Final officer convicted on state charges over George Floyd death

One of the Minneapolis officers involved in the death of George Floyd has been found guilty of aiding and abetting manslaughter.

A Minnesota judge issued the guilty verdict for Tou Thao on Monday night.

Four former police officer were charged in the aftermath of Mr Floyd's death. His killing led to mass protests around the world.

Thao's conviction on the latest charges marks the end in a series of state and federal cases against the four men.

Minnesota's attorney general Keith Ellison said Thao's conviction is "historic and the right outcome".

"While we have now reached the end of the prosecution of Floyd's murder, it is not behind us," he said.

"There is much more that prosecutors, law-enforcement leaders, rank-and-file officers, elected officials, and community can do to bring about true justice in law enforcement," he said.

All four former police officers have already been convicted on federal civil rights charges. Additionally:

*  Derek Chauvin was convicted on state murder charges in April 2021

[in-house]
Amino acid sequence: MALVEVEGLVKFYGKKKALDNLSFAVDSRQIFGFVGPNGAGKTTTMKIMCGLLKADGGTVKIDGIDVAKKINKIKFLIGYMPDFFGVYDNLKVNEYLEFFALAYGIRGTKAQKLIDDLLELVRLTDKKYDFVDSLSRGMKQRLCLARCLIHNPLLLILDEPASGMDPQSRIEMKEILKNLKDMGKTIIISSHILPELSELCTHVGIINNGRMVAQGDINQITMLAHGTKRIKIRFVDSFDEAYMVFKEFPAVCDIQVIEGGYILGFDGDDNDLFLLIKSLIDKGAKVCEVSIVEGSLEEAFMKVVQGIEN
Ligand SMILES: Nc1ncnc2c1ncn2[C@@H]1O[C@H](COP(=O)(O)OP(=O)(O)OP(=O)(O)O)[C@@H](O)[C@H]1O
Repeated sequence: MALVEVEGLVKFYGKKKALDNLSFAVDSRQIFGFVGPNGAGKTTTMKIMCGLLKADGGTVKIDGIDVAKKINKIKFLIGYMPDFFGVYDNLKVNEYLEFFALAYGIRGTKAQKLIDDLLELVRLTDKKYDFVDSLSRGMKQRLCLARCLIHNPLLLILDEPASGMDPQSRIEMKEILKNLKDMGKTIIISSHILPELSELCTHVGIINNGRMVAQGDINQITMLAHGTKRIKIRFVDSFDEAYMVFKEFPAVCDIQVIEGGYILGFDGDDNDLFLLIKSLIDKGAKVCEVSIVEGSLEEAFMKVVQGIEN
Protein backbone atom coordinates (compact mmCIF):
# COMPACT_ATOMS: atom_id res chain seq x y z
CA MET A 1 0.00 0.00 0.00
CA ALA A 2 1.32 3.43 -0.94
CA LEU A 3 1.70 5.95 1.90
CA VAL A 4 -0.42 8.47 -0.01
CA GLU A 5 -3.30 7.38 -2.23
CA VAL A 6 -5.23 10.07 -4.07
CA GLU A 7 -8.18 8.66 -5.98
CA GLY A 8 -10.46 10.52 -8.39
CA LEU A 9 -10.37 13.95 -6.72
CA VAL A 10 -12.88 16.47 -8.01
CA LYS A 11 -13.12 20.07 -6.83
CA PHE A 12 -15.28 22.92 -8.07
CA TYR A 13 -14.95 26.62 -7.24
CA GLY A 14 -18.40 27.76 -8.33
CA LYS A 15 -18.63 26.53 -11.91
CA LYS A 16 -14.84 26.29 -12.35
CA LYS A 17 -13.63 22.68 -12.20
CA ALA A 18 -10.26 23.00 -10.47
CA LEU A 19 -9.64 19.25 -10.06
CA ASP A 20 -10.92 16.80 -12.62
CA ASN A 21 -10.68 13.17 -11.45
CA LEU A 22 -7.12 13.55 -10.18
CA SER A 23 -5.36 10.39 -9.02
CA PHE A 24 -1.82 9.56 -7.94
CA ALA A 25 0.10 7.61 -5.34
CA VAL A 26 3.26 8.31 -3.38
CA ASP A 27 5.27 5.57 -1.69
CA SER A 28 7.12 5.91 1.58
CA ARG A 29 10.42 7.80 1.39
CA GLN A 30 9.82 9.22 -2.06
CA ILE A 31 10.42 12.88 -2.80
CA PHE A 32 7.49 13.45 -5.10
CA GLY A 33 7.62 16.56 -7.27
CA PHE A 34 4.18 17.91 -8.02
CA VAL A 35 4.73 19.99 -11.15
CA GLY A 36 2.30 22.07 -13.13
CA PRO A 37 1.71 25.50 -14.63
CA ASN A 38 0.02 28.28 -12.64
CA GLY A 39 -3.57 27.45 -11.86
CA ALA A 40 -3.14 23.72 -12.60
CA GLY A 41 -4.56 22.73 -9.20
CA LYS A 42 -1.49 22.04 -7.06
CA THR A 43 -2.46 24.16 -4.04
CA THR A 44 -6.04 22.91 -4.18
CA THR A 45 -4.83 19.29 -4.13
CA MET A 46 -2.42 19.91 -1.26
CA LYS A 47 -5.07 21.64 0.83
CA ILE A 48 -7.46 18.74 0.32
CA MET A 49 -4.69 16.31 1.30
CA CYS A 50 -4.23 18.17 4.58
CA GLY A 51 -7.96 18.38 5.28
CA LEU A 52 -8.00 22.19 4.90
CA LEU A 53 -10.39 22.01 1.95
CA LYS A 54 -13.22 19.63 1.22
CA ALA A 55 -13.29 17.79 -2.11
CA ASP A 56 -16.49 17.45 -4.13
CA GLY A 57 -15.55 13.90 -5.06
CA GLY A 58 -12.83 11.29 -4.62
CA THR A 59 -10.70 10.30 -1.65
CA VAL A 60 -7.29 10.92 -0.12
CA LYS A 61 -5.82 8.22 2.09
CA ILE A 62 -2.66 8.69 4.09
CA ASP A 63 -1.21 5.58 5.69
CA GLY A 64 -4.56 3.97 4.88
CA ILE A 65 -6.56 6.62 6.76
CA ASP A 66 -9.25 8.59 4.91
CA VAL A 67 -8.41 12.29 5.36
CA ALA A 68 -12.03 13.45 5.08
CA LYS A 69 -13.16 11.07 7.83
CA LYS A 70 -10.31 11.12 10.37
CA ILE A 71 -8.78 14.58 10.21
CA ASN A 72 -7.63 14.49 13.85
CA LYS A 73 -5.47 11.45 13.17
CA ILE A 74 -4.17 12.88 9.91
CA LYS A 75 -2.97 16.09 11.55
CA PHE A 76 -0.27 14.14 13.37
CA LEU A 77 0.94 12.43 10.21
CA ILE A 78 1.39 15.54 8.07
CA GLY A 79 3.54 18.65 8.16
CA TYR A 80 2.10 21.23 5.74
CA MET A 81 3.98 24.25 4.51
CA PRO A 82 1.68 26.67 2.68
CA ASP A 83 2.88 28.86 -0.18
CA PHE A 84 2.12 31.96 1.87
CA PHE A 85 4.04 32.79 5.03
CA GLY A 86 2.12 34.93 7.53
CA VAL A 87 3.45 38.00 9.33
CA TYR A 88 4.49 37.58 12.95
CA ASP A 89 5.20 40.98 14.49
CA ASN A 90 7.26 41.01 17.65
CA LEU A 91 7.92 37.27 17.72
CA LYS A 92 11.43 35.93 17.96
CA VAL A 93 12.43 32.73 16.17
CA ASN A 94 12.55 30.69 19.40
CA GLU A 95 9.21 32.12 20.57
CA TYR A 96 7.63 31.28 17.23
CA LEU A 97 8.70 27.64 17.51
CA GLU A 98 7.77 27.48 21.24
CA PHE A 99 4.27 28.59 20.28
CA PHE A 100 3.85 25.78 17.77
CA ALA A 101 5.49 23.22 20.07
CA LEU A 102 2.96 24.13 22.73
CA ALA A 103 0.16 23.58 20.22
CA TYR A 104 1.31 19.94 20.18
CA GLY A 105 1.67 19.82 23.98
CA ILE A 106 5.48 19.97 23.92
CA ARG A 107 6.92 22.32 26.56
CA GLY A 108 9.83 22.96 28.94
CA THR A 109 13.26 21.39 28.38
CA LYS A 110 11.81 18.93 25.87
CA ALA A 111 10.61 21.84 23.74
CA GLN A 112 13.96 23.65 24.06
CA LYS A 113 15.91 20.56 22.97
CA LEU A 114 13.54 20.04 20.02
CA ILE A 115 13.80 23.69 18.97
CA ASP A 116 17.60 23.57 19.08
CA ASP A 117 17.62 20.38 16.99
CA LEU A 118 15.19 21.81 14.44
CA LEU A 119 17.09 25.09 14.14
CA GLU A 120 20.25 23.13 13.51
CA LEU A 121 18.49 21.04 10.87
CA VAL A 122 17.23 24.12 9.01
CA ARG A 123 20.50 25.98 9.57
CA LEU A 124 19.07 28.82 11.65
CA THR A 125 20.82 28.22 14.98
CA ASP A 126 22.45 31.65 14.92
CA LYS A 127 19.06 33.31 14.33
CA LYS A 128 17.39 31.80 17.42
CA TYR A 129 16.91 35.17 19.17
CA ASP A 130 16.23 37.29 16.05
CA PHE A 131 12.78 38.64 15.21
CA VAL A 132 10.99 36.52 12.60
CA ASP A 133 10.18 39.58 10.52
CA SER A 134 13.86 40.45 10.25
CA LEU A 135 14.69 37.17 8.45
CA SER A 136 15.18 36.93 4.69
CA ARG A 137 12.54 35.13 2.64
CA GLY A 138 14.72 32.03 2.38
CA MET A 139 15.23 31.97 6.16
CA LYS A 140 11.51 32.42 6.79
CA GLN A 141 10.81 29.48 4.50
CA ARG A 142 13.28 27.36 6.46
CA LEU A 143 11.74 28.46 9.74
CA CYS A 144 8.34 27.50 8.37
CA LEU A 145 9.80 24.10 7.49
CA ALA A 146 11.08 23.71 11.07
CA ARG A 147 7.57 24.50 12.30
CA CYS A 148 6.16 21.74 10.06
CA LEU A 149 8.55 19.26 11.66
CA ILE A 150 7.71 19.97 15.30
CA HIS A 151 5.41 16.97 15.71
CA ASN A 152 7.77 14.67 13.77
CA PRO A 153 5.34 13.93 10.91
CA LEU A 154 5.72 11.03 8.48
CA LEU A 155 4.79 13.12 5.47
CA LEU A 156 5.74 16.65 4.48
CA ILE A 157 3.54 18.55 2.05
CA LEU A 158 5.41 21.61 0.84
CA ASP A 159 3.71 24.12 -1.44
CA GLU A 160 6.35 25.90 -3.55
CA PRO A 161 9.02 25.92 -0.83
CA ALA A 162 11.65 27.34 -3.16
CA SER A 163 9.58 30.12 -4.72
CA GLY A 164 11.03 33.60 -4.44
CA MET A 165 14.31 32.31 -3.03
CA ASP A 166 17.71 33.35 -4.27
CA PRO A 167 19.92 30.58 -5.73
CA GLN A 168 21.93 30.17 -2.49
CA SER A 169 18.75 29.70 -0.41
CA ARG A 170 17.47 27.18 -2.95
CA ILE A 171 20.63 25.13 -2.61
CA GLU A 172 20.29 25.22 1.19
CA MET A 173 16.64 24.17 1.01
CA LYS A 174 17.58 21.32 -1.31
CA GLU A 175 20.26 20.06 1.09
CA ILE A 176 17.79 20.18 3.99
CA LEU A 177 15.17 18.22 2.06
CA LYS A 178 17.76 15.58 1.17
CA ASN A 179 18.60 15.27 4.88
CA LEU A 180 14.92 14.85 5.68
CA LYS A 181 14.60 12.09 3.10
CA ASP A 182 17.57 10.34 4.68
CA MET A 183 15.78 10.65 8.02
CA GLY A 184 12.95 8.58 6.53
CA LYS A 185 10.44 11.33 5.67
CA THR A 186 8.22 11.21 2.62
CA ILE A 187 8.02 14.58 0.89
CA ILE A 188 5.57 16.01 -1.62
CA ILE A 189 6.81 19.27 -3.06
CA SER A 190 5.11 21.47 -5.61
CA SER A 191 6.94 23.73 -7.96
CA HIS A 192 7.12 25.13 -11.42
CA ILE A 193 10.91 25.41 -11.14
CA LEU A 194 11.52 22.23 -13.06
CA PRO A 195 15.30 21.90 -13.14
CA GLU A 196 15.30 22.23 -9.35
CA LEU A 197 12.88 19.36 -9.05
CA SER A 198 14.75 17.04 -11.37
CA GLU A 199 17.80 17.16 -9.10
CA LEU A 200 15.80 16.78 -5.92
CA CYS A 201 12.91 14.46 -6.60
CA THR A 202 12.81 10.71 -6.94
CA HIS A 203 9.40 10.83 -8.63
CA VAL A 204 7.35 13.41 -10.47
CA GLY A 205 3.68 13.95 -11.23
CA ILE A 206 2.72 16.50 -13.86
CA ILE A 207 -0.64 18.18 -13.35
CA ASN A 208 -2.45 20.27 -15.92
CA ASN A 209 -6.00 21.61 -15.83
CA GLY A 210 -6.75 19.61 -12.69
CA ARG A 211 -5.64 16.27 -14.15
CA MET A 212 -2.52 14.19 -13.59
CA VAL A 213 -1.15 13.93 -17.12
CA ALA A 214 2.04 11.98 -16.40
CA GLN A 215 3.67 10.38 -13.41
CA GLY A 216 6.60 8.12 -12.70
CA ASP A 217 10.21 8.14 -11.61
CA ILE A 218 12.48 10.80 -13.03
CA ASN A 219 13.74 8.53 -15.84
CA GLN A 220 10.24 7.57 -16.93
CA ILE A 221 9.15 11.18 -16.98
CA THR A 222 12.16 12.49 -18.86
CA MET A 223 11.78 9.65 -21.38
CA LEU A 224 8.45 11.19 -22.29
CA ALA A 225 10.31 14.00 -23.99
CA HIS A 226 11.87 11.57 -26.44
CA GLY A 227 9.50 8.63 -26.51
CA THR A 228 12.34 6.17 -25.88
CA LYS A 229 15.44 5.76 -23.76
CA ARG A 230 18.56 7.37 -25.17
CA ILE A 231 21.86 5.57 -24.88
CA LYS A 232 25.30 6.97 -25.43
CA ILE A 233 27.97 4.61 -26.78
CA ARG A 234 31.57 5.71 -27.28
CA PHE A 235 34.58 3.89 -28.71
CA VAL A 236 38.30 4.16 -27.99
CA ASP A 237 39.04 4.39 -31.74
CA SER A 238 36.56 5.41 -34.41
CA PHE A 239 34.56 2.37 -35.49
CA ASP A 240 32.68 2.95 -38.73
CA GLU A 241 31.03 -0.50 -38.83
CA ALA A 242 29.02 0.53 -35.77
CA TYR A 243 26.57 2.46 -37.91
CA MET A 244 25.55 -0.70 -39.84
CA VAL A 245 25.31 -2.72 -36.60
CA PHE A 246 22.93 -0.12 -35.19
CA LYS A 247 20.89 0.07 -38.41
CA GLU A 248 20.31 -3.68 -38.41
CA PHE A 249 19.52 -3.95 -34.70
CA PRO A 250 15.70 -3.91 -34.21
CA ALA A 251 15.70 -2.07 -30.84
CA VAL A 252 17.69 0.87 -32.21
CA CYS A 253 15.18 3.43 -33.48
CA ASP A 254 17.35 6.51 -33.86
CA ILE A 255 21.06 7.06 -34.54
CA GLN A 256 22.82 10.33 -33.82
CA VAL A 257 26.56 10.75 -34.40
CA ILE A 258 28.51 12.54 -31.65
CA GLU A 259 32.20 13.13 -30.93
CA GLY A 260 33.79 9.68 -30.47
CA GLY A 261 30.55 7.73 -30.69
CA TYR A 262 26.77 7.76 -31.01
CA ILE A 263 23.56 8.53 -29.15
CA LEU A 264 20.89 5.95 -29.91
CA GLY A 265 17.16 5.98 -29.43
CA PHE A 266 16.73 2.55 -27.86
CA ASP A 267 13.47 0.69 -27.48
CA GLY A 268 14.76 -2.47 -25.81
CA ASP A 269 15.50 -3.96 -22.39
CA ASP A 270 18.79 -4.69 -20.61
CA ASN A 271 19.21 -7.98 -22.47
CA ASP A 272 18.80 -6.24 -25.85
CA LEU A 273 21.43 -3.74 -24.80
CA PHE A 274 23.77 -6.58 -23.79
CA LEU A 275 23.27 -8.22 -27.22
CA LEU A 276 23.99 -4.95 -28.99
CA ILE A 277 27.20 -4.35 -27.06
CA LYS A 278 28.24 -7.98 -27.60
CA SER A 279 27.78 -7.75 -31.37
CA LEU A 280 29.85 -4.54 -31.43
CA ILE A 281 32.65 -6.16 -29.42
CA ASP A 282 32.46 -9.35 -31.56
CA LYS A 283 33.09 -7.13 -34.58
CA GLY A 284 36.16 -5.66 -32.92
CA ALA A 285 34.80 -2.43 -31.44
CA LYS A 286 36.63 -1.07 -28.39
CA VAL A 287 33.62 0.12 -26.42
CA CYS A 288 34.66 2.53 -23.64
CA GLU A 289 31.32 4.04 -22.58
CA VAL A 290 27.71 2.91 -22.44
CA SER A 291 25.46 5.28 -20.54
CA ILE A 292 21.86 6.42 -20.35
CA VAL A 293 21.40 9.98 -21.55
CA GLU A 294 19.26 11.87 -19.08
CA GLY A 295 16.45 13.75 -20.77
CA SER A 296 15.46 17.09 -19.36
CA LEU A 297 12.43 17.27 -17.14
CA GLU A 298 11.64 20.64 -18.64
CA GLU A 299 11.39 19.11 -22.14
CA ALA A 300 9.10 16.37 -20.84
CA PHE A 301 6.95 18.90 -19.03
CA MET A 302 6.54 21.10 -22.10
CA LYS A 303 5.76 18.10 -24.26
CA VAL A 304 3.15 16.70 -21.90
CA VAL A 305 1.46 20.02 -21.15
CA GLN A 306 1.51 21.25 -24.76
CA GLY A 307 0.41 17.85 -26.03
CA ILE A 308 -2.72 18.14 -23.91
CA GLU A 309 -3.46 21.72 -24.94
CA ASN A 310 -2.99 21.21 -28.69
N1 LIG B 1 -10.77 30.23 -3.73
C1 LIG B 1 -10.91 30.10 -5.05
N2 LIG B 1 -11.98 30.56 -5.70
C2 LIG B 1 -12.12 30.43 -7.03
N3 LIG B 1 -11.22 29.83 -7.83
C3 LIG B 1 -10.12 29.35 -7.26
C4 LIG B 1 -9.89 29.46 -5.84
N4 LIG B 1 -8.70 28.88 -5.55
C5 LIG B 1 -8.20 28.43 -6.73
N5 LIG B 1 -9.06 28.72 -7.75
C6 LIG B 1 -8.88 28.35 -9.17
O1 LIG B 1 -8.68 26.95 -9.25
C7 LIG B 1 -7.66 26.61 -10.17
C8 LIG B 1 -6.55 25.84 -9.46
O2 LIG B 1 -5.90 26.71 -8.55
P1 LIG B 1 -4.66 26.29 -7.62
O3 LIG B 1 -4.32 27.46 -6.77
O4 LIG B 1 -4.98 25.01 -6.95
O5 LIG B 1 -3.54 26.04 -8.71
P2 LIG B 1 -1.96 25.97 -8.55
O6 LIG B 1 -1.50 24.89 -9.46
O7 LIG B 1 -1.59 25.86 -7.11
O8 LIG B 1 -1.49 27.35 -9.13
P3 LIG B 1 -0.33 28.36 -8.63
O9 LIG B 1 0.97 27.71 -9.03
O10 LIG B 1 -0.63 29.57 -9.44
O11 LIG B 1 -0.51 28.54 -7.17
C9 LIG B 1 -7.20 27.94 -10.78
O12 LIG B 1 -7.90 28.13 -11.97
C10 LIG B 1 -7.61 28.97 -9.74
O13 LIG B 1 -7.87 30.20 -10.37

*  Thomas Lane was sentenced in September 2022 on a state charge of aiding and abetting second-degree manslaughter

*  J Alexander Kueng pleaded guilty to a state charge of aiding and abetting second-degree manslaughter in October 2022

Mr Floyd, an unarmed black man, died in May 2020 when Chauvin pressed his knee into Mr Floyd's neck for more than nine minutes.

The two other officers helped hold him down while Thao held back bystanders.

On Monday, Hennepin County Judge Peter Cahill said in his 177-page verdict that Thao "actively encouraged his three colleagues' dangerous prone restraint" of Mr Floyd.

"Like the bystanders, Thao could see Floyd's life slowly ebbing away as the restraint continued," Judge Cahill wrote in his verdict.

"Yet Thao made a conscious decision to actively participate in Floyd's death: he held back the concerned bystanders and even prevented an off-duty Minneapolis firefighter from rendering the medical aid Floyd so desperately needed."

Thao waived his right to a jury trial in the Minnesota case, opting instead for Judge Cahill to determine the verdict.

He also waived the right to testify and question witnesses.

His sentencing for the manslaughter charge has been scheduled for 7 August.